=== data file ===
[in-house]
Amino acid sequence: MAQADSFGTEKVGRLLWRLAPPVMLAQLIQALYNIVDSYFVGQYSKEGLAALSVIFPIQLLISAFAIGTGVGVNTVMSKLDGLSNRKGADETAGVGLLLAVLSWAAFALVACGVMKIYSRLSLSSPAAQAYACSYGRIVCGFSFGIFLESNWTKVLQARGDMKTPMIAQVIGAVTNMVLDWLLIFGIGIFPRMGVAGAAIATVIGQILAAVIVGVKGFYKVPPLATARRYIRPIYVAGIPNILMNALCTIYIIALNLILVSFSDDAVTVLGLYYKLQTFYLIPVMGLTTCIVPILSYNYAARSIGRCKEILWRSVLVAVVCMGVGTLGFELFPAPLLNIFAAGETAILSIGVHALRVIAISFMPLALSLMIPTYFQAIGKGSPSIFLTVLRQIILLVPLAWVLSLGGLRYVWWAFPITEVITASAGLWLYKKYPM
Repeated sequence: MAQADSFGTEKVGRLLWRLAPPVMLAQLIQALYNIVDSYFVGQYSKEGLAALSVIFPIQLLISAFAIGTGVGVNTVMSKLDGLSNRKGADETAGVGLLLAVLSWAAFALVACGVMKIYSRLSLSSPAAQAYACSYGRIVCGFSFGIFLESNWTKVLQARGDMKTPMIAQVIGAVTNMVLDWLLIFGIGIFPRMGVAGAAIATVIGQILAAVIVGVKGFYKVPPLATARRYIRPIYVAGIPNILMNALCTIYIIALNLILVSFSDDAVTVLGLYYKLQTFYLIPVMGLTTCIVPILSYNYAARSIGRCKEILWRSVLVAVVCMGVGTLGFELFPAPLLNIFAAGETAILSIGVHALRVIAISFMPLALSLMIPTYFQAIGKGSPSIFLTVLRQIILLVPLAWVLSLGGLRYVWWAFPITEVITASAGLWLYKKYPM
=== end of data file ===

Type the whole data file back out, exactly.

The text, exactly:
[in-house]
Amino acid sequence: MAQADSFGTEKVGRLLWRLAPPVMLAQLIQALYNIVDSYFVGQYSKEGLAALSVIFPIQLLISAFAIGTGVGVNTVMSKLDGLSNRKGADETAGVGLLLAVLSWAAFALVACGVMKIYSRLSLSSPAAQAYACSYGRIVCGFSFGIFLESNWTKVLQARGDMKTPMIAQVIGAVTNMVLDWLLIFGIGIFPRMGVAGAAIATVIGQILAAVIVGVKGFYKVPPLATARRYIRPIYVAGIPNILMNALCTIYIIALNLILVSFSDDAVTVLGLYYKLQTFYLIPVMGLTTCIVPILSYNYAARSIGRCKEILWRSVLVAVVCMGVGTLGFELFPAPLLNIFAAGETAILSIGVHALRVIAISFMPLALSLMIPTYFQAIGKGSPSIFLTVLRQIILLVPLAWVLSLGGLRYVWWAFPITEVITASAGLWLYKKYPM
Repeated sequence: MAQADSFGTEKVGRLLWRLAPPVMLAQLIQALYNIVDSYFVGQYSKEGLAALSVIFPIQLLISAFAIGTGVGVNTVMSKLDGLSNRKGADETAGVGLLLAVLSWAAFALVACGVMKIYSRLSLSSPAAQAYACSYGRIVCGFSFGIFLESNWTKVLQARGDMKTPMIAQVIGAVTNMVLDWLLIFGIGIFPRMGVAGAAIATVIGQILAAVIVGVKGFYKVPPLATARRYIRPIYVAGIPNILMNALCTIYIIALNLILVSFSDDAVTVLGLYYKLQTFYLIPVMGLTTCIVPILSYNYAARSIGRCKEILWRSVLVAVVCMGVGTLGFELFPAPLLNIFAAGETAILSIGVHALRVIAISFMPLALSLMIPTYFQAIGKGSPSIFLTVLRQIILLVPLAWVLSLGGLRYVWWAFPITEVITASAGLWLYKKYPM